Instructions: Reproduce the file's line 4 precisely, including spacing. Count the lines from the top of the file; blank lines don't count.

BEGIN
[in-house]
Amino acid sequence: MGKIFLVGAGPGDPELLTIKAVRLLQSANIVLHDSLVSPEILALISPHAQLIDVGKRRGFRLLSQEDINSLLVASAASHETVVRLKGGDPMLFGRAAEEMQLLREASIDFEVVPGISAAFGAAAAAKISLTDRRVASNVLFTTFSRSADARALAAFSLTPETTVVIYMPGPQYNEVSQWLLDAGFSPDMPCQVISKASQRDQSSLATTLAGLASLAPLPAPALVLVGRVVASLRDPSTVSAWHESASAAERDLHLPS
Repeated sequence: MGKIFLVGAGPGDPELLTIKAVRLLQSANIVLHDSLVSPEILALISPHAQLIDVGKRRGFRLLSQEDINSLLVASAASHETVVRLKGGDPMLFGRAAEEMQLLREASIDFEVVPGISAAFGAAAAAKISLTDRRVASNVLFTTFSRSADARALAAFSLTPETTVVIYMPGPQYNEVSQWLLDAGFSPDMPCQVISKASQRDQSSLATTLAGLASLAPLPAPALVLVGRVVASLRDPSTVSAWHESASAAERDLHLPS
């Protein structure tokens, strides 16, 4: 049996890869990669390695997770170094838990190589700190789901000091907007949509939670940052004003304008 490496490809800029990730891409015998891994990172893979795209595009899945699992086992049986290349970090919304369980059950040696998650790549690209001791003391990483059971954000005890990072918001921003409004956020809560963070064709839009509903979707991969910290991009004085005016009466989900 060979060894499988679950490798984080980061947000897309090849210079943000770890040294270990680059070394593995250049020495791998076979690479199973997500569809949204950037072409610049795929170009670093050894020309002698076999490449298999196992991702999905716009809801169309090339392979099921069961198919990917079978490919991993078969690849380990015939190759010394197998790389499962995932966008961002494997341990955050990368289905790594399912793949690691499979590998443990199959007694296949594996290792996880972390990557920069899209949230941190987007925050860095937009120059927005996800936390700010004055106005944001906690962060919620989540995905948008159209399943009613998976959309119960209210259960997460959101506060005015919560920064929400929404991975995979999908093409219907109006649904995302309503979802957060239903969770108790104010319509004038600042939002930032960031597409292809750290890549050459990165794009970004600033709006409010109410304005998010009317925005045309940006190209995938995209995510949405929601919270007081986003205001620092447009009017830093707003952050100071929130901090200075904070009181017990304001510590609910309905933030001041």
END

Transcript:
């Protein structure tokens, strides 16, 4: 049996890869990669390695997770170094838990190589700190789901000091907007949509939670940052004003304008 490496490809800029990730891409015998891994990172893979795209595009899945699992086992049986290349970090919304369980059950040696998650790549690209001791003391990483059971954000005890990072918001921003409004956020809560963070064709839009509903979707991969910290991009004085005016009466989900 060979060894499988679950490798984080980061947000897309090849210079943000770890040294270990680059070394593995250049020495791998076979690479199973997500569809949204950037072409610049795929170009670093050894020309002698076999490449298999196992991702999905716009809801169309090339392979099921069961198919990917079978490919991993078969690849380990015939190759010394197998790389499962995932966008961002494997341990955050990368289905790594399912793949690691499979590998443990199959007694296949594996290792996880972390990557920069899209949230941190987007925050860095937009120059927005996800936390700010004055106005944001906690962060919620989540995905948008159209399943009613998976959309119960209210259960997460959101506060005015919560920064929400929404991975995979999908093409219907109006649904995302309503979802957060239903969770108790104010319509004038600042939002930032960031597409292809750290890549050459990165794009970004600033709006409010109410304005998010009317925005045309940006190209995938995209995510949405929601919270007081986003205001620092447009009017830093707003952050100071929130901090200075904070009181017990304001510590609910309905933030001041």